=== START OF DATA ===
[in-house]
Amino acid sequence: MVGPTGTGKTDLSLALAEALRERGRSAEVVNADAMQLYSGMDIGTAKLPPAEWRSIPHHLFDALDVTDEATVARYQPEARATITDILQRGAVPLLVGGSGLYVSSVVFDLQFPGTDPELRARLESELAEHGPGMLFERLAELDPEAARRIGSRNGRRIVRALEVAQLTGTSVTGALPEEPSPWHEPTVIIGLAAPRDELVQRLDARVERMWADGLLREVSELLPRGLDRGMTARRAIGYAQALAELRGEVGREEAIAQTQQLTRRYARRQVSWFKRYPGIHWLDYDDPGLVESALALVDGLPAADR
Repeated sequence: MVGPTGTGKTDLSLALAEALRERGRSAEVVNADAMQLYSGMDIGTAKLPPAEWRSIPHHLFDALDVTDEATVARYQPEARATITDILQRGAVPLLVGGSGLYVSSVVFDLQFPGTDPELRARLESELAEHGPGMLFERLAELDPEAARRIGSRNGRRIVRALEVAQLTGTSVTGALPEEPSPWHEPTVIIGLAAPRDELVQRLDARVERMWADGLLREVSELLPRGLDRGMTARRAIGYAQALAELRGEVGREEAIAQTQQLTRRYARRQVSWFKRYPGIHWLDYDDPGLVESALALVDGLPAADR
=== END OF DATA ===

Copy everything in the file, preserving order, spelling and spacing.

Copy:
[in-house]
Amino acid sequence: MVGPTGTGKTDLSLALAEALRERGRSAEVVNADAMQLYSGMDIGTAKLPPAEWRSIPHHLFDALDVTDEATVARYQPEARATITDILQRGAVPLLVGGSGLYVSSVVFDLQFPGTDPELRARLESELAEHGPGMLFERLAELDPEAARRIGSRNGRRIVRALEVAQLTGTSVTGALPEEPSPWHEPTVIIGLAAPRDELVQRLDARVERMWADGLLREVSELLPRGLDRGMTARRAIGYAQALAELRGEVGREEAIAQTQQLTRRYARRQVSWFKRYPGIHWLDYDDPGLVESALALVDGLPAADR
Repeated sequence: MVGPTGTGKTDLSLALAEALRERGRSAEVVNADAMQLYSGMDIGTAKLPPAEWRSIPHHLFDALDVTDEATVARYQPEARATITDILQRGAVPLLVGGSGLYVSSVVFDLQFPGTDPELRARLESELAEHGPGMLFERLAELDPEAARRIGSRNGRRIVRALEVAQLTGTSVTGALPEEPSPWHEPTVIIGLAAPRDELVQRLDARVERMWADGLLREVSELLPRGLDRGMTARRAIGYAQALAELRGEVGREEAIAQTQQLTRRYARRQVSWFKRYPGIHWLDYDDPGLVESALALVDGLPAADR